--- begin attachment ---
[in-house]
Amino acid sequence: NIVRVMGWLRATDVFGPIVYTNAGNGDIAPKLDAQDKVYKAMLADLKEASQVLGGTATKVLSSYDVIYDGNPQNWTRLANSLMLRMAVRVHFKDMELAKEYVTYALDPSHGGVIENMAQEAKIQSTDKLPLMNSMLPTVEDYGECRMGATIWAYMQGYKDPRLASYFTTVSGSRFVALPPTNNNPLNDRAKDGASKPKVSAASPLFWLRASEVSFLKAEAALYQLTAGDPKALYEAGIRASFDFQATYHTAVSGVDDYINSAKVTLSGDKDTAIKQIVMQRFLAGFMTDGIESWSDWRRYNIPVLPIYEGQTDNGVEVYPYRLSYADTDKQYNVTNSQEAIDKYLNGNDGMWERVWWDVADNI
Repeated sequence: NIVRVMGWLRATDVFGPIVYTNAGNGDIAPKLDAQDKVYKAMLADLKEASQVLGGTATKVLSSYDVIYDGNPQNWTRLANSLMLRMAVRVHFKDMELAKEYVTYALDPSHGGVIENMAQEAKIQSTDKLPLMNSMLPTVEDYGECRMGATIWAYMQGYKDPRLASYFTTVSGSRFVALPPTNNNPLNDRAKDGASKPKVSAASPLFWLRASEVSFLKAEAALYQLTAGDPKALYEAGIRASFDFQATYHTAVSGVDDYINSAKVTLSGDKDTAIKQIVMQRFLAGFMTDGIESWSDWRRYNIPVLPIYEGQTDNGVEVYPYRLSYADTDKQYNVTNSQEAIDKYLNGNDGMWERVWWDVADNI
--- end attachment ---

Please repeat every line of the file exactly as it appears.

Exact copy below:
[in-house]
Amino acid sequence: NIVRVMGWLRATDVFGPIVYTNAGNGDIAPKLDAQDKVYKAMLADLKEASQVLGGTATKVLSSYDVIYDGNPQNWTRLANSLMLRMAVRVHFKDMELAKEYVTYALDPSHGGVIENMAQEAKIQSTDKLPLMNSMLPTVEDYGECRMGATIWAYMQGYKDPRLASYFTTVSGSRFVALPPTNNNPLNDRAKDGASKPKVSAASPLFWLRASEVSFLKAEAALYQLTAGDPKALYEAGIRASFDFQATYHTAVSGVDDYINSAKVTLSGDKDTAIKQIVMQRFLAGFMTDGIESWSDWRRYNIPVLPIYEGQTDNGVEVYPYRLSYADTDKQYNVTNSQEAIDKYLNGNDGMWERVWWDVADNI
Repeated sequence: NIVRVMGWLRATDVFGPIVYTNAGNGDIAPKLDAQDKVYKAMLADLKEASQVLGGTATKVLSSYDVIYDGNPQNWTRLANSLMLRMAVRVHFKDMELAKEYVTYALDPSHGGVIENMAQEAKIQSTDKLPLMNSMLPTVEDYGECRMGATIWAYMQGYKDPRLASYFTTVSGSRFVALPPTNNNPLNDRAKDGASKPKVSAASPLFWLRASEVSFLKAEAALYQLTAGDPKALYEAGIRASFDFQATYHTAVSGVDDYINSAKVTLSGDKDTAIKQIVMQRFLAGFMTDGIESWSDWRRYNIPVLPIYEGQTDNGVEVYPYRLSYADTDKQYNVTNSQEAIDKYLNGNDGMWERVWWDVADNI